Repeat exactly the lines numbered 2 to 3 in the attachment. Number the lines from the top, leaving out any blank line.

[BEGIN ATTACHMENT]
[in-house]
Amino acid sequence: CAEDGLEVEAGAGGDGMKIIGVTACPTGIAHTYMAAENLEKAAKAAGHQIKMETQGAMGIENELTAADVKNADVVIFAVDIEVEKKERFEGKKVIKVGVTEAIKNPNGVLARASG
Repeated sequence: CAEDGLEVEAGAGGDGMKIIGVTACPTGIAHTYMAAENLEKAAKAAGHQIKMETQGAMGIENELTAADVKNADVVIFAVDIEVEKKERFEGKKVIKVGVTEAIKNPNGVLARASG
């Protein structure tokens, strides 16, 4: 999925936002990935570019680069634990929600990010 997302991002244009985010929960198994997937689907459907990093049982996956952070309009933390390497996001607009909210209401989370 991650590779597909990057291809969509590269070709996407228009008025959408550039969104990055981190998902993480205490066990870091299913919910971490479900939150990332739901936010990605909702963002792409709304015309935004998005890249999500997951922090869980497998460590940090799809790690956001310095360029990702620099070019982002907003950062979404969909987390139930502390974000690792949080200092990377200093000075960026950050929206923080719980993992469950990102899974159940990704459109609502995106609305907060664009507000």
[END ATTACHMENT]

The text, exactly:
Amino acid sequence: CAEDGLEVEAGAGGDGMKIIGVTACPTGIAHTYMAAENLEKAAKAAGHQIKMETQGAMGIENELTAADVKNADVVIFAVDIEVEKKERFEGKKVIKVGVTEAIKNPNGVLARASG
Repeated sequence: CAEDGLEVEAGAGGDGMKIIGVTACPTGIAHTYMAAENLEKAAKAAGHQIKMETQGAMGIENELTAADVKNADVVIFAVDIEVEKKERFEGKKVIKVGVTEAIKNPNGVLARASG